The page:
History, Trauma And The Gothic in Contemporary Western Fictions

Authored by: Jerrold E. Hogle

The Gothic World

Print publication date:  October  2013
Online publication date:  October  2013

Print ISBN: 9780415637442
eBook ISBN: 9780203490013
Adobe ISBN: 9781135053062

10.4324/9780203490013.ch7

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Abstract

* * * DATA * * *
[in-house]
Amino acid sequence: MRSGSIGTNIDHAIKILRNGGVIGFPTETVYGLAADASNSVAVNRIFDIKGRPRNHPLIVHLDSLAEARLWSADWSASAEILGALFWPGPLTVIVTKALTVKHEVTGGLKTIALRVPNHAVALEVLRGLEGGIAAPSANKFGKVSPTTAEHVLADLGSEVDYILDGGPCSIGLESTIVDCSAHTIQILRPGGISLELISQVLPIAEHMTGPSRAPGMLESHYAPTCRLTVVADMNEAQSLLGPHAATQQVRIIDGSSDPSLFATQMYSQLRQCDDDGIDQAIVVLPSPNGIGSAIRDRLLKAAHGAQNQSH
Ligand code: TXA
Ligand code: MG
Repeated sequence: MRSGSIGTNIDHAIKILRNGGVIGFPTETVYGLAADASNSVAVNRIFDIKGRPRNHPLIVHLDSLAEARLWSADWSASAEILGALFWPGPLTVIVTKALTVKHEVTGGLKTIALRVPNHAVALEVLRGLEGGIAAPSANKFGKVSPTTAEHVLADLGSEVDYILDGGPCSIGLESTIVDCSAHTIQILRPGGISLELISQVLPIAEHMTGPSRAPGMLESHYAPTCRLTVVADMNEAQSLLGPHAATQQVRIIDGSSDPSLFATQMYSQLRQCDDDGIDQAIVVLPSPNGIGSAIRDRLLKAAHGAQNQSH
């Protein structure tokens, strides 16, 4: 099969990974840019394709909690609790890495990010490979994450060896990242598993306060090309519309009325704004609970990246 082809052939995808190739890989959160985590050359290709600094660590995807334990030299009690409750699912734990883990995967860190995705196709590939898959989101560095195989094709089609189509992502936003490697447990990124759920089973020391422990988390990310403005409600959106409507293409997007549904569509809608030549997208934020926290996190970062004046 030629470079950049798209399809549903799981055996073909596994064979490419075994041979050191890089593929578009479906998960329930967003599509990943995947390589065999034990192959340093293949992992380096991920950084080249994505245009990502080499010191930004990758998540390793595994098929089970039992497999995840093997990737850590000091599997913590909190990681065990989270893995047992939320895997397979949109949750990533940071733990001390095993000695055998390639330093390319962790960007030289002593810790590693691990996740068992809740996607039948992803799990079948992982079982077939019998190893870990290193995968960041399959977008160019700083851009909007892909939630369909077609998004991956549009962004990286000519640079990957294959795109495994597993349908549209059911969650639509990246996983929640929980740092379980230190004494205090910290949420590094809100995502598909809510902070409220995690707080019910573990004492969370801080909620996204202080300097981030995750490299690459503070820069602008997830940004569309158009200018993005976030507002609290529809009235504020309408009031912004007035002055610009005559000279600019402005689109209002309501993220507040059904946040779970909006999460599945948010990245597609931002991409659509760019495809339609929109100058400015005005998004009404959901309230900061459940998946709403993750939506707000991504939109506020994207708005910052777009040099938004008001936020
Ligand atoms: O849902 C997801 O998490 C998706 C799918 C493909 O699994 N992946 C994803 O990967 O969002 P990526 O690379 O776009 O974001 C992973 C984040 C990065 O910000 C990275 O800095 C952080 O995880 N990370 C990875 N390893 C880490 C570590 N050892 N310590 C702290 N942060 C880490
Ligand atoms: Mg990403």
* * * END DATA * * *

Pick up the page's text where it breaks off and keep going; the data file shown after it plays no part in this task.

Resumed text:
When Patrick McGrath, a present-day novelist known for re-working older Gothic conventions, has his psychiatrist-narrator in Trauma define that word as “a shock to the mind so intense that you can't get rid of it” before a 1980s New York backdrop where the “twin towers” loom as “cliffs of blackness,” like Gothic ruins (McGrath 2008: 23, 90), he reminds us that Gothic fiction has always begun with trauma — usually multiple kinds of trauma at the outset and in retrospect. Horace Walpole's The Castle of Otranto (1764), the first text subtitled A Gothic Story in its 1765 edition, starts with the crushing of Prince Manfred's son by a huge dark helmet that resembles part of an effigy on the underground tomb of Alfonso, the castle's original owner (Walpole 1996: 19–21). This breaking of a body by a monster-sized ghost already broken into fragments itself, an act which recalls the origin of “trauma” in the ancient Greek word for “wound,” even turns out to be rooted in the long-suppressed murder of Alfonso by Manfred's grandfather, a “shock the memory of which is repressed and remains unhealed” (the psychological meaning of trauma in the OED) deep within the psyche of Manfred and his fictionalized culture. In addition, as we now know from studying Walpole's milieu, these imaginary traumas are rooted themselves in a “crisis in the experience of [his] eighteenth-century audience” as it felt the ideological construction of the basis for self-definition increasingly torn “between the traditional claims of landed property” symbolized by Walpole's preternatural specters and “the new claims of the private family” transplanted into his tale from the middle-class “realism” of Defoe, Richardson and Smollett (Clery 1995: 77–79). Gothic fiction-making has always been divided within itself, just as Walpole says in his 1765 Preface by announcing the “Gothic Story” as a “blend of the two kinds of romance, the ancient and the modern” (Walpole 1996: 9), and this forcing-together of conflicting forms was then and remains symptomatic of deeply traumatic social, ideological and broadly psychological conflicts among different ways of seeing the world and the self. The fictionalized exaggerations of physical and psychic woundings and hauntings in the Gothic's mixture of styles both intimates and holds at a distance levels of shock that are far more pervasive and complex than the fictive forms in which they are rendered as half-graphically real and half-anachronistically fanciful. All of this is especially fitting for trauma because its cutting into the norms of daily perception leads to “a collapse of witnessing,” as Cathy Caruth has shown, and any “making sense” of it must be anachronistic, done from the distance of a “temporal delay,” that combines a “repeated suffering of the event” with a displacement of it, a “continual leaving of its site” (Caruth 1995: 10).

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